In spite of the onset of creaking joints and some rather grubby kit, off to Windsor Castle for a game of cricket in aid of the Prince Philip Trust Fund. A match that pitted the might of the Lord's Taverners celebrity sporting charity (my team) against the world champions, cunningly billed as the Twelfth Man's Eleven.
If it all sounds a little grandiose, then the setting - a tented arena on the green swathe below the castle - did not flatter to deceive. Nor did the opposition, who were smartly turned out in a uniform of striped blouses and knee-length skirts. No, they weren't the Tongan national side, but the England women's team, winners of last year's World Cup. Since then the poor things have had to be content with the odd exhibition match just to keep their eye in and their strokes oiled.
As you would expect - with people playing in One's back garden - the Duke of Edinburgh (the Twelfth Man) and HRH Prince Edward (the Taverners' president) toddled down the hill after lunch to cast an eye over their respective sides. Although he was impeccably groomed, I couldn't help noticing that the Duke was wearing a favourite pair of shoes, the high sheen just failing to conceal the dessicated and cracked leather. Many bowlers become similarly attached to their old bespoke boots, favouring renovation over the latest fad in sports footwear.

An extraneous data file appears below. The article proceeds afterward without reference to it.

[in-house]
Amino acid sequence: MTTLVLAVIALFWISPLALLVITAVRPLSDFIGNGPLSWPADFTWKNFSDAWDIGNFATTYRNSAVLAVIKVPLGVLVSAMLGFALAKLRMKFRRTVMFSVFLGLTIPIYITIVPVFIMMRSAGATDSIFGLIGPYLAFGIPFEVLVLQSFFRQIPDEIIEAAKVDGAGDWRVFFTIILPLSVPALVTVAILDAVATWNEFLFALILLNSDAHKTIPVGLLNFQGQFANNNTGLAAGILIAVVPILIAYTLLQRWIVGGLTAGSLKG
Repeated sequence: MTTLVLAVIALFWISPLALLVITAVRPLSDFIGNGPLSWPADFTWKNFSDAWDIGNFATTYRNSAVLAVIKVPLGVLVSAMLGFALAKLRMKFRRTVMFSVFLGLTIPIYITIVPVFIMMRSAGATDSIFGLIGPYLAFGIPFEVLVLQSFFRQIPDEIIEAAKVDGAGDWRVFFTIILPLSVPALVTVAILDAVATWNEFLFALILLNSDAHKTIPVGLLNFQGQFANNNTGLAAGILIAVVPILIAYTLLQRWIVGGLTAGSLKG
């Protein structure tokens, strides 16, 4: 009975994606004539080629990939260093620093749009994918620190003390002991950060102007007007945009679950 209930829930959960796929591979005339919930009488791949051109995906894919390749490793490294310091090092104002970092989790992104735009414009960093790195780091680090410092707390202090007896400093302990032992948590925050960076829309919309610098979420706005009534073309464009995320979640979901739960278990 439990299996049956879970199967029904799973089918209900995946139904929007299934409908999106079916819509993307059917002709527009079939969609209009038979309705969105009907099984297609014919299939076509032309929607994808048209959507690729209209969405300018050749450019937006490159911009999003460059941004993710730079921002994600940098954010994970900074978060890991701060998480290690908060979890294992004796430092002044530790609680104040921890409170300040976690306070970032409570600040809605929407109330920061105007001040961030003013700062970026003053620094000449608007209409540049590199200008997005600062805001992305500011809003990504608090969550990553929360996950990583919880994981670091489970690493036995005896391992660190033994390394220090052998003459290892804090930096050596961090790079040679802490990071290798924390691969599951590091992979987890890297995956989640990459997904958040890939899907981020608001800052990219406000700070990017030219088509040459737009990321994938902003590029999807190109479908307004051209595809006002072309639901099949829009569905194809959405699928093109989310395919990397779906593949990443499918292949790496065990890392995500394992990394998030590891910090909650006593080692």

As well as the many sponsors, the event also attracted many spectators. Apart from enjoying the sunny weather and cloudy beer, their curiosity was perhaps whetted by the prospect of discovering what kind of protective gear a skirt-wearing batsperson might use. Apart from the obvious things like pads for thighs, there were, alas, no clues as to what, if anything, is used to protect the nether regions.
With the game under way, and despite his side being given an early run around by Helen Plimmer and Jo Chamberlain, Prince Edward - or 'Fast Eddy', as he was known when he played rugby for his Cambridge college - was full of good cheer. His ruddy, cherubic looks may recall the medieval knaves that people the market scenes of Breughel paintings, but his manner is casually regal and he was clearly relaxed among various stars of stage and screen who enabled his team to steal an unexpected last-minute victory.
In spite of a pitch whose surface was so loose and dusty - poor for cricket but convenient for scooping up handfuls of dust to keep the ball dry - the ladies batted and bowled with good humour. They are a well-drilled and talented side and as the game came to a head, each of them seemed to relish the pressure.
In particular the off-spinner Debbie Stock bowled with skill and cunning, while the seamers, led by Clare Taylor, blocked up the other end with unerring accuracy. These were not damsels in distress and they did not laugh off their defeat lightly. Who can blame them? When you get to play once in a blue moon, winning is that much more important.